The Oomph project provides tools based on extensible frameworks, packaged as fine-grained features that allow consumers to pick and choose. The basic building blocks include the following:
- An EMF model for manipulating Eclipse preferences.
- An EMF model for specifying predicate-based logical sets of projects.
- An EMF model for enforcing profiles of project-specific settings (driven by the predicates model).
- An EMF model for inducing dynamic working sets (driven by the predicates model).
- An EMF model for managing modular PDE target platforms (based on composable targlets).
- An EMF model for describing IDE configurations.
Based on these building blocks Oomph initially provides the following tools:
- A tool for browsing the Eclipse preference structure.
- A tool for maintaining consistent project-specific settings across a large number of projects.
- A tool for creating dynamic working sets that update automatically as new projects are added to the workspace.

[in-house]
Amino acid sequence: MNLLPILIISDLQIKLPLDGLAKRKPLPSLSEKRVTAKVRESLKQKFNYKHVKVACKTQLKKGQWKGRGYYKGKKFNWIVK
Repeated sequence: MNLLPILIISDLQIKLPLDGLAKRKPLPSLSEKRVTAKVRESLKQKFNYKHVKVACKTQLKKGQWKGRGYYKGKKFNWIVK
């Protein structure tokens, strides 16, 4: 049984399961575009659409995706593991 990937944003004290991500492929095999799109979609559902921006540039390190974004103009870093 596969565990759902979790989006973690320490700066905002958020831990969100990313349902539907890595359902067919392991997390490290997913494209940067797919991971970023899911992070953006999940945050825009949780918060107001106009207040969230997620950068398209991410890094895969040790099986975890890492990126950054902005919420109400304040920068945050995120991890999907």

A targlet container that seamlessly integrates with PDE's target definitions and provides the following advantages:
- Dynamic composition
- Lazy resolution
- Resolution-failure resilience
- Global bundle pool
- Bounded version ranges
- Optional workspace provisioning
- A tool for managing bundle pools, including purging unused artifacts and repairing damaged artifacts.
- An installer for installing an IDE from a selection of project-specific configurations, augmented by user-specific configuration.
- An engine for keeping an IDE consistent with its specified configuration.
- A builder for managing bundle micro versions and feature versions relative to a baseline, augmenting PDE's API Tools.
A selection of small conveniences:
- Launch configuration decorators
- Context-sensitive manifest opener
- Copyright-consistency management
- Project copier
- Git command-line integration
- Launcher for platform-specific file explorers
Refer to the wiki for more information.